Friday, June 14, 2013

Neuseeland: flach und weiss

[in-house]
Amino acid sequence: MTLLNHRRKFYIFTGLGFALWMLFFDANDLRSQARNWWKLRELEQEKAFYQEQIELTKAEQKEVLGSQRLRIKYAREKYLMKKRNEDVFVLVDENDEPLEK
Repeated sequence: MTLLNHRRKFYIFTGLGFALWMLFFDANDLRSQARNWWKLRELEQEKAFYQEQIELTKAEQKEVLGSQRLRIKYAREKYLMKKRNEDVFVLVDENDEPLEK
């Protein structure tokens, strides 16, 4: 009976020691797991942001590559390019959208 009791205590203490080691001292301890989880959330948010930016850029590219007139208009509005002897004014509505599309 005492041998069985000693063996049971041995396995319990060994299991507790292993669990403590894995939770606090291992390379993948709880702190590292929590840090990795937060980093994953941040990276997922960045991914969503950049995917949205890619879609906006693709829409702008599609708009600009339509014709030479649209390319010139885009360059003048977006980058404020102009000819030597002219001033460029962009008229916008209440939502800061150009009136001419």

Not much comes to mind when I think about New Zealand cuisine. Lamb? Kiwis? Wikipedia will tell you about Maori cuisine, a fusion of Polynesian ingredients and techniques with local New Zealand ingredients, but as native American cuisines are not regarded as typical American fare, Maori cuisine is not considered New Zealand's national cuisine. Instead, it is apparently similar to Australian cuisine - British (New Zealand was a colony) with lots of international influences, particularly Asian. (I'd be very interested to sample a traditional cookie, the Afghan biscuit, an iced chocolate cookie with a crunch from cornflakes. Why it's associated with Afghanistan, I cannot say.) In recent years, New Zealand became associated with coffee culture. I'm not sure how this came to be, but according to, the country "has more roasters per capita than anywhere in the world." Flat whites are to New Zealand (and Australia) what cappuccinos are to Italy. Until visiting Antipodes, a little Mitte-Prenzlauer Berg cafe run by a couple of Kiwis, I had yet to lay eyes or mouth on a flat white. A flat white is, for your information, "a less milky brew with textured rather than frothy milk." So, like a latte, but with a higher ratio of coffee to milk or a cappuccino with less foam. The flat white is apparently very tricky to make and will say that Antipodes makes good coffee, but I'd have to broaden my experience with flat whites before I can make an authoritative statement on this particular drink. I will add that their chai latte is awful - made from one of those syrups or powders and much, much too sweet. I respect their decision not to serve decaf coffee (the owner told me they weren't happy with the quality of the one they previously had). Even as a temporary decaf drinker, I think decaf is sort of silly. But by their own logic, why serve a sub-par chai? Still, this is mostly quibbling as they are all about coffee and their coffee is very good (I tasted my husband's). I also have good things to say about their sandwiches. In a city full of dreadful belgete broetchen, the "filled rolls" available at every bakery in the country - the bread tastes like cotton batting, the meat and cheese offerings are always the same - salami, some dreadful tomato-mozzarella aproximation...., and they are always smeared with Remouladensauce or remoulade sauce of the cheapest order, meaning it tastes like bad miracle whip. Anyway, the sandwiches at Antipodes are much more interesting; not ground-breaking perhaps, but certainly not what you'll find everywhere else in town. One of my companions had a toasted sandwich with salami and peppers that looked very tasty. It's not the cosiest cafe, but I'm tempted (especially once my coffee hiatus is over) to go back for brunch and try their eggs benedict. P.S. New Zealand (and Australia) are often referred to as the Antipodes as they are vaguely antipodal to Europe - the Antipodes Islands of New Zealand are almost antipodal to London. Antipodes Fehrbelliner Str. 5